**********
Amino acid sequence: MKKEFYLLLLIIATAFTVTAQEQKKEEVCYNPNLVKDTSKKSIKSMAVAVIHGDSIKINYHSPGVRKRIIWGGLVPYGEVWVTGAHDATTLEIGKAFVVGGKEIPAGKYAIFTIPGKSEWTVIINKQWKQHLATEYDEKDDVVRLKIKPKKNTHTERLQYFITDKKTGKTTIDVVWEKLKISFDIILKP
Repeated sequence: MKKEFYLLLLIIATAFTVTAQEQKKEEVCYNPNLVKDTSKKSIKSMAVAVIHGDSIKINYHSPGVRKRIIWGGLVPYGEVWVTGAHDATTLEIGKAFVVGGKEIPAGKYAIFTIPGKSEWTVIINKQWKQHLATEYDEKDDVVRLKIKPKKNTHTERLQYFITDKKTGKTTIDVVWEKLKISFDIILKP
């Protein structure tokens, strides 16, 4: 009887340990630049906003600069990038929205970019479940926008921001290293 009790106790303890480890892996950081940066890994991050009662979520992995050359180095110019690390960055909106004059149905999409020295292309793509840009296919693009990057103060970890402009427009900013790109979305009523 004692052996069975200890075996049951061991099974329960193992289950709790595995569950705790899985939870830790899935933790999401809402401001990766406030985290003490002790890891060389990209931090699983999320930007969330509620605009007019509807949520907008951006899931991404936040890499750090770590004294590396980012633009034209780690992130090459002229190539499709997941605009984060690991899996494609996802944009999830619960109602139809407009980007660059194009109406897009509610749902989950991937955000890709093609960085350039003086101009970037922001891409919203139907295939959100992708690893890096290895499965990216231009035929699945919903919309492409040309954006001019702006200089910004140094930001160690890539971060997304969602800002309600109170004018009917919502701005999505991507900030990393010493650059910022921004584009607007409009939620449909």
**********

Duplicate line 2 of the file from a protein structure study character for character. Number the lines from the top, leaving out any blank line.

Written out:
Repeated sequence: MKKEFYLLLLIIATAFTVTAQEQKKEEVCYNPNLVKDTSKKSIKSMAVAVIHGDSIKINYHSPGVRKRIIWGGLVPYGEVWVTGAHDATTLEIGKAFVVGGKEIPAGKYAIFTIPGKSEWTVIINKQWKQHLATEYDEKDDVVRLKIKPKKNTHTERLQYFITDKKTGKTTIDVVWEKLKISFDIILKP